After a good crossing of the Bransfield Strait, Europa woke up at the West Coast of Joinville Island. Wind had eased down but now low snowy clods keep passing by, challenging the visibility. Nevertheless now and then the mainland of Antarctica comes in view beige us, and Joinville (the largest of the island group that also includes D’Urville and Dundee) reveals its cliffs and glaciers near the drifting ship. The goal for the morning outing was to set foot and climb up the hills of Madder Cliffs, rocky walls that surround Kinnes Cove at Joinville, the seldom visited island where soon we send the zodiacs to disembark all of us. It was discovered as soon as 1838 by the French expedition under Captain Jules Dumont d'Urville, who named it for François Ferdinand Phlippe Louis Marie, Prince de Joinville (1818-1900), the third son of the Duc d'Orléans.
In-between its glaciers stand out a rocky cape, leading to a small valley that climbs up the hills. At its foot a narrow channel amongst the shore rocks offers a suitable boat tucking area to land.
A great deal of Gentoo penguins were still hanging around, while many of the numerous Adelies that live here have already left for their winter quarters at sea and on the icebergs.
Mostly young and almost fledged Gentoos carpet the lower slopes of the mountains landscape, always curious to examine and welcome new visitors to their home. Once they had us checked, they resume their favourite activity for the day, play and train for swimming in the intertidal pools amongst the rocks. Soon they all will leave the rookeries for real and will have to deal with the open waters around the Antarctic continent as it gets colder and the sea surface freeze.
Once on land, everybody was up to a bit of a leg stroll to a vantage point over the bay and Joinville Island ice cap, as the whole island is almost completely glaciated.
Then a hiking group climbed higher to the top of the 305m high cliffs, rising vertically from the sea and forming the northern entrance of Kinnes Cove, while the others preferred an easier morning, spending longer over the lower slopes and the coastal area. After having sporadic glimpses to the islets, icebergs and crashing waves down below amidst the fog, it was time to start descending to the landing zone to be picked up and return to the ship for a well deserved good meal.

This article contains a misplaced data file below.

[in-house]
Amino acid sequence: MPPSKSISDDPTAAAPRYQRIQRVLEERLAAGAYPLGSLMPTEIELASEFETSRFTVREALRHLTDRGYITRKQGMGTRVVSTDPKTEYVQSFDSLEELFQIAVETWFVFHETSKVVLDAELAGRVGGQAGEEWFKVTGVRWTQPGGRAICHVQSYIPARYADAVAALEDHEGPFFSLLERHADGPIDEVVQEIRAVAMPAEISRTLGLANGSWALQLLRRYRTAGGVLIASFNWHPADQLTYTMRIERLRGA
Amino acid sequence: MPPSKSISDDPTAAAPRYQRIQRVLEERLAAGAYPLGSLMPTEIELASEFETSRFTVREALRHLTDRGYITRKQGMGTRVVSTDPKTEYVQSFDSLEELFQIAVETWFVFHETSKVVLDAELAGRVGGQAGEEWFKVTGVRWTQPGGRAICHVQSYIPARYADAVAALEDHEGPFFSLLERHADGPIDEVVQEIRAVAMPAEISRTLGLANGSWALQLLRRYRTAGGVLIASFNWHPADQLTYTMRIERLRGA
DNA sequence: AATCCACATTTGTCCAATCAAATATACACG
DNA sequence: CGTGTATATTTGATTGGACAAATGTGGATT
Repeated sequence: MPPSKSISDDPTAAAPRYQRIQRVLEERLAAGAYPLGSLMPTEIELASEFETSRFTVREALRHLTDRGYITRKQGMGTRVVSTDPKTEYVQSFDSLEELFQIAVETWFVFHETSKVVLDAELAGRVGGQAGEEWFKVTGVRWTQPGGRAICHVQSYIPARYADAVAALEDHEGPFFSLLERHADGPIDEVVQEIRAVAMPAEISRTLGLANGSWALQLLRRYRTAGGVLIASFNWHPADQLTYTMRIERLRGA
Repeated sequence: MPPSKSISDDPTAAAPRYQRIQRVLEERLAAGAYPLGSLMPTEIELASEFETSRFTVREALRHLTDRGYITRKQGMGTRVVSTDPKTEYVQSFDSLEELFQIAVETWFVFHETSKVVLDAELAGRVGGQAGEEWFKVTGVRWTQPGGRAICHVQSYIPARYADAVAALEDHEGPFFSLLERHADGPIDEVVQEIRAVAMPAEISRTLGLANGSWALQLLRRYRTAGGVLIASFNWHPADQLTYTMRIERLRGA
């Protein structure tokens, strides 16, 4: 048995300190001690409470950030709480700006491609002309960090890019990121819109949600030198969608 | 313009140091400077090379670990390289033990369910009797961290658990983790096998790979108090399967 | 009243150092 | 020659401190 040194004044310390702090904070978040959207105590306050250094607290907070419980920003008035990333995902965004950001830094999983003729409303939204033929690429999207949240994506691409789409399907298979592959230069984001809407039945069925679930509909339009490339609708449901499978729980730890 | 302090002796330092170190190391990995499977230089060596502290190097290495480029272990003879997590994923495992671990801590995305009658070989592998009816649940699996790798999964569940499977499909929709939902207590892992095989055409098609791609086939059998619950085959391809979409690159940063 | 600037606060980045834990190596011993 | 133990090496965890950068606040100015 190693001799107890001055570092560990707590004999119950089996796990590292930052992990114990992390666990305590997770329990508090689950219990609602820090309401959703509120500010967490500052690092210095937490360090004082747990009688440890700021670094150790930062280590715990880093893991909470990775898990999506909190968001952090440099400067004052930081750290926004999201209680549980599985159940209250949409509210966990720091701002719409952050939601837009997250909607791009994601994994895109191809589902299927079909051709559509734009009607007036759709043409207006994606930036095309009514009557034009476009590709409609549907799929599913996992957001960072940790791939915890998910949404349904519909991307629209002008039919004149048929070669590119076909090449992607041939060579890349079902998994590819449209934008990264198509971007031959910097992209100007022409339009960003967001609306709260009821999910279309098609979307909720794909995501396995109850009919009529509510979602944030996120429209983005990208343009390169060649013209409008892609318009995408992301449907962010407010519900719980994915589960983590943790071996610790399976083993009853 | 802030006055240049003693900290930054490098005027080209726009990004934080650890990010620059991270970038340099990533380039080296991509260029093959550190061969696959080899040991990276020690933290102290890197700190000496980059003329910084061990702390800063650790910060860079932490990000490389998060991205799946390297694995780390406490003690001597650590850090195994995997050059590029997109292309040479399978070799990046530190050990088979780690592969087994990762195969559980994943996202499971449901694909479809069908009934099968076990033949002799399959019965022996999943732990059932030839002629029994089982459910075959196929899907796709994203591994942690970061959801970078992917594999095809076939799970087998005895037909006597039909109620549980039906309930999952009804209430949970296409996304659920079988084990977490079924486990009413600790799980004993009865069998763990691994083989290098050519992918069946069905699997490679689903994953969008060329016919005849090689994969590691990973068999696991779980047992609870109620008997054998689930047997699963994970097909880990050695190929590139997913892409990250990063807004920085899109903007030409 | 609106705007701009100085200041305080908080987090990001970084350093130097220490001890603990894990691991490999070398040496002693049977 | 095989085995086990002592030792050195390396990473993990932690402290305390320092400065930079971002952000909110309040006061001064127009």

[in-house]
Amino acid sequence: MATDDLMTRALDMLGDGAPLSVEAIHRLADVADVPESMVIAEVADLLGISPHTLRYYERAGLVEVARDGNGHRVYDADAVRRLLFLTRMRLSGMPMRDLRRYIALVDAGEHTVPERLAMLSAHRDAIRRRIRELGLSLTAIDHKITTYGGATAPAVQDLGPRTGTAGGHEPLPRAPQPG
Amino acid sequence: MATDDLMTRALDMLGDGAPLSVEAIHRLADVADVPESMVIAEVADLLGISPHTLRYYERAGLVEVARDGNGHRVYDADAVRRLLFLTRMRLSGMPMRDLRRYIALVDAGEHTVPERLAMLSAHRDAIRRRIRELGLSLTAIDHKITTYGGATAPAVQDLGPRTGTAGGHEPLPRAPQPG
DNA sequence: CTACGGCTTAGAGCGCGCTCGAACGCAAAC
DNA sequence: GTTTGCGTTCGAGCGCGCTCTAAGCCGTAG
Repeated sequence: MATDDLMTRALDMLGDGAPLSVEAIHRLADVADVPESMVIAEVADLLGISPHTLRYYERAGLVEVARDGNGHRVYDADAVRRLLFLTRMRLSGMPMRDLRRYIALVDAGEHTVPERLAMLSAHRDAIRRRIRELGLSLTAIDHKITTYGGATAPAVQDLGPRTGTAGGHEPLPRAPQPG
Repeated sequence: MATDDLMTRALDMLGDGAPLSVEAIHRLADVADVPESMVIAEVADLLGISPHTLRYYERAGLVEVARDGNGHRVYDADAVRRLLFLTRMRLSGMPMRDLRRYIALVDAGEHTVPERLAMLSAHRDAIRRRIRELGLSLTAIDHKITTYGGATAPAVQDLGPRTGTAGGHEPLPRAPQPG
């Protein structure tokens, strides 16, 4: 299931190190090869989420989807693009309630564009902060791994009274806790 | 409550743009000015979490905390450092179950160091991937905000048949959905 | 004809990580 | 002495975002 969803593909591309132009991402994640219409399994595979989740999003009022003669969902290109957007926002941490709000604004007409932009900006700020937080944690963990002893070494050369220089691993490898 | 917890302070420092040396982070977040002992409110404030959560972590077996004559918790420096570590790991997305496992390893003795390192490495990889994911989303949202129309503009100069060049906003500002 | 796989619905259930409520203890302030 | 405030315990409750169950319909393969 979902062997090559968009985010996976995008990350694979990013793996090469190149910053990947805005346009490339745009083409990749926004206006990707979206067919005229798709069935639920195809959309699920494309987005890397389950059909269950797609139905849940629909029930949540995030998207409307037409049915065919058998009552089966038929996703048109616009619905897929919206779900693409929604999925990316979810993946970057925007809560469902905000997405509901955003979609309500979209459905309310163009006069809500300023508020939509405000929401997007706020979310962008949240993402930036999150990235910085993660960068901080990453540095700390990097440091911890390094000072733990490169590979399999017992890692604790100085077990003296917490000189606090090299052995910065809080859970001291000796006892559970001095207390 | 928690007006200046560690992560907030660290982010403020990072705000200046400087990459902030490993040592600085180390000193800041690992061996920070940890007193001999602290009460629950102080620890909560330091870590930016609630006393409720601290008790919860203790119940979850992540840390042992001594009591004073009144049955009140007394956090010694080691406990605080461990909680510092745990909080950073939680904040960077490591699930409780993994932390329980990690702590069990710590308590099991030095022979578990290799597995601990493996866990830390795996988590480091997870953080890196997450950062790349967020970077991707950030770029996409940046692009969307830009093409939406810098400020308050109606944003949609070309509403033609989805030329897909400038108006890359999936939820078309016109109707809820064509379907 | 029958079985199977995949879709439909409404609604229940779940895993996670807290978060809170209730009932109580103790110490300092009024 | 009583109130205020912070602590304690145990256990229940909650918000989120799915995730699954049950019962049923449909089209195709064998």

A couple of hours steering across the practically ice free Antarctic Sound brought us to the high orange cliffs of Brown Bluff. The spectacular volcanic crags fall off a 3.2 km long ridge of basalts and lavas with a flat low area at their foot, located at the mainland Antarctic Peninsula northern tip. There, Adelie and Gentoo penguins thrive.
Since about a month ago, when they are still breeding, the area is home for hundreds of Gentoo penguins and a large rookery of Adelie, counting several thousands. Quite a lot of them are still moulting here, mostly looking for shelter behind rocks, others are ready to start their winter journey into the icy waters and icebergs.
Being the remnant what is called an “englacial volcano” the area shows remarkable geological structures. The volcano actually erupted mainly underneath an ice cap, and belong to the so called James Ross Island Volcanic Group, ranging in age from the Miocene to present. Its original diameter is thought to have been about 12-15 kilometers, and probably formed by a single event.
It is often not the easiest lace to land due to the amount of brash ice accumulated along the beach and the numerous shallows and submerged rocks around. But one everybody set foot on land, there was time to enjoy the wildlife packed beach, crowded with Gentoo penguins, some of them still feeding their fully fledge chicks, Adelies moulting at their favourite corners of the coast and lots of Fur seals having an easy time. Amongst them a solitary Weddell Seal sleeps, surely recovering from its deep foraging dives. Skuas have a close look at the rookeries always in search of weaklings to hunt.
Two options were offered from the beach, spend a bit more time along the low flats and then make the way following the coast to the spectacular glacier that dominates the southern part of the area, or join an adventurous hike. The latter took the group to the base of the bluff, where it meets the glacier, and climbed along its old lateral moraines.
Following them, the group first stopped to have a look at another geological feature related with the eruptions under the pressure of the water and ice, a cross section of the so called “pillow lavas”. Looking down the bluff, the extensive glacier responsible for the glaciological geomorphology of the zone, and where we set foot after a steep descend. Walking on the ice down to the beach, its majestic calving front marked the return point to the landingsite where zodiacs picked all of us back on board.
Time for starting our way off the Antarctic Sound to get into the Weddell Sea, through the Fridjtof Sound. 6nm leaving he Antarctic Peninsula at our Starboardside and Andersson and Jonassen Islands at our Port. Both named after crew members of the 1901-04 Swedish Antarctic Expedition, which wanderings on those waters we plan to follow during the next couple of days.